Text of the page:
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Star lover
April 24th, 2018, 06:47 AM
Maple trees aren't the only ones that can be tapped for their sweet sap.

152022

Black walnut (similar in flavor to maple syrup and darker in color, with a bit of a nuttier flavor), butternut (also nuttier in flavor and darker in color) and other species of walnut trees yield sap that can be made into syrup.

They're not as productive as sugar maples and processing their sap into syrup takes more time and effort, so the end product tends to be more expensive.

Birch trees are the most common non-maple tree used for syrup. Birch is tapped in regions such as Alaska where maple trees are not abundant. The Alaskans really ramped up birch syrup production in response to World War I sugar shortages and they now have a thriving cottage industry, making everything from birch syrup to beer to wine to vinegar to soft drinks.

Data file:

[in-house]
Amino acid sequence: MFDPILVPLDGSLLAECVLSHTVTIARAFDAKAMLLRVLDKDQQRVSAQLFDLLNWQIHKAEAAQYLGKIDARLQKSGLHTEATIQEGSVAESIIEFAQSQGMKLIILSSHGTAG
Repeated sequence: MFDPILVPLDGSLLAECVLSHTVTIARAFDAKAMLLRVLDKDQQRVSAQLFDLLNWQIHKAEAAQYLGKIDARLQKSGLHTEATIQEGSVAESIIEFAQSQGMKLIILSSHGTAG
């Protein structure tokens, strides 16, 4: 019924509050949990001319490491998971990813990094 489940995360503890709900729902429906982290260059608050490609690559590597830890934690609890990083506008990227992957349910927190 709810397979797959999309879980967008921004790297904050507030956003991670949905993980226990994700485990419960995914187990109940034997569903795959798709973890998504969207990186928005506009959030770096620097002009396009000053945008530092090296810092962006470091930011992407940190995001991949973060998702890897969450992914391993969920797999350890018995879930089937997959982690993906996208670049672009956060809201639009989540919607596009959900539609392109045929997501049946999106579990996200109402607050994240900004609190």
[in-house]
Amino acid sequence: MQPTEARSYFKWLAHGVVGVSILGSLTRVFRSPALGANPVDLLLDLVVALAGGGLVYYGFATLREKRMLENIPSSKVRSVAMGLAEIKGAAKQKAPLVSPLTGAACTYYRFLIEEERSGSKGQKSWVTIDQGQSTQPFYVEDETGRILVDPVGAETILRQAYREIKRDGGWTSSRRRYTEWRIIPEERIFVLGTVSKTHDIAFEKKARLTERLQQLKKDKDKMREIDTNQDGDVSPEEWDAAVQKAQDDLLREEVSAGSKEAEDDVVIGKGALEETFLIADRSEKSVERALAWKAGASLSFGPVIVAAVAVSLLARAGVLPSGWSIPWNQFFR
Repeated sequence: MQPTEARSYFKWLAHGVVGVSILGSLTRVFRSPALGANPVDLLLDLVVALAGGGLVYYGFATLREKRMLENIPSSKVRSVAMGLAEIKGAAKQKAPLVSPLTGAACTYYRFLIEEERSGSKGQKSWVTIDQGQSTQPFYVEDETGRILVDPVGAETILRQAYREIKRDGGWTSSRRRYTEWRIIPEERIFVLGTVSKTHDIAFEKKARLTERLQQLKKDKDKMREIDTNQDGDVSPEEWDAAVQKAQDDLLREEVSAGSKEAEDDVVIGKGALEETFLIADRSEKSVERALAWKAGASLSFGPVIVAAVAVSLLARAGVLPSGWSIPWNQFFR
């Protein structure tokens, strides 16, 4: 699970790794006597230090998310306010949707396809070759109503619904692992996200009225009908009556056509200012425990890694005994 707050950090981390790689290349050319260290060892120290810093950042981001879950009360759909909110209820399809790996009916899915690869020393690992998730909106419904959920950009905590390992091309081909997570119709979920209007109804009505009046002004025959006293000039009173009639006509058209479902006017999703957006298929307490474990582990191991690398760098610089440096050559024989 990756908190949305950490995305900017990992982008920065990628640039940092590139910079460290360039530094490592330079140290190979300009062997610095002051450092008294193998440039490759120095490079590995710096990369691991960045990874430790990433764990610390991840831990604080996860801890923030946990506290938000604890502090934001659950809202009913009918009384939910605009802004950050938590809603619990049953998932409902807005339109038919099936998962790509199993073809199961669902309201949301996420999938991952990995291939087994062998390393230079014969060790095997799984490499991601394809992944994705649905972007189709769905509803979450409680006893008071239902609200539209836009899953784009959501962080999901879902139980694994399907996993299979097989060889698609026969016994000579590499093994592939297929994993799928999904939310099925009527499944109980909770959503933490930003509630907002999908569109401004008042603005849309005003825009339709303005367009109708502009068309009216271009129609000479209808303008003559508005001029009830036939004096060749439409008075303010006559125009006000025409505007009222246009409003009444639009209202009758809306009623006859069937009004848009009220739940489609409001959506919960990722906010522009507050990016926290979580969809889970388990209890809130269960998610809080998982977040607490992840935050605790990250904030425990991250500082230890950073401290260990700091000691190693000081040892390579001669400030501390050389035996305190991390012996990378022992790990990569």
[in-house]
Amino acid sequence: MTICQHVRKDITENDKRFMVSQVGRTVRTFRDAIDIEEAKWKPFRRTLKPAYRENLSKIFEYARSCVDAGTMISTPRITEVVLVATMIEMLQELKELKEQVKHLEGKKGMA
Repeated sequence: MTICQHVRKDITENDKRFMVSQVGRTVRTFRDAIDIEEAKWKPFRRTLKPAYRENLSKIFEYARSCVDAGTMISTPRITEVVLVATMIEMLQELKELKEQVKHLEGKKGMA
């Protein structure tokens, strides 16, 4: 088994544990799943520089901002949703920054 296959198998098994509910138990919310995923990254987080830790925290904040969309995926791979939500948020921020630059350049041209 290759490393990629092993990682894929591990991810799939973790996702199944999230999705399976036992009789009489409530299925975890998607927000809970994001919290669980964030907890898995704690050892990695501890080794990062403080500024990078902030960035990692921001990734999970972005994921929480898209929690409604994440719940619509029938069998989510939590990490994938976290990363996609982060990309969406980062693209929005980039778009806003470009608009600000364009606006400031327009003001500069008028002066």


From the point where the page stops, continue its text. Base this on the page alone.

Birch sap straight out of the tree is valued by many as a sweet spring tonic (much like mineral water) or as base for tea and coffee. Itís also bottled and sold commercially in Europe, China, Korea, Finland, and Russia.

Finished birch syrup tastes more savory than sweet with rich body and hints of caramel, sorghum, honey, and even balsamic. These flavors may not pair well with pancakes but are great for marinades, dressings, meats, and veggies.

Monique
April 24th, 2018, 08:43 AM
mmmm Maple syrup.

Anita, today is Tuesday!!

KPH
April 24th, 2018, 08:43 AM
Shucks, We had two birch trees in our front yard in NC. I wish I'd known that.... maybe it's good that the boys didn't know that!

Vonnie
April 24th, 2018, 08:48 AM
Did not know about the other trees. Thanks Anita!

Katrina - I would be leary about using trees around homes. You don't know if they have been treated with pesticides and other stuff.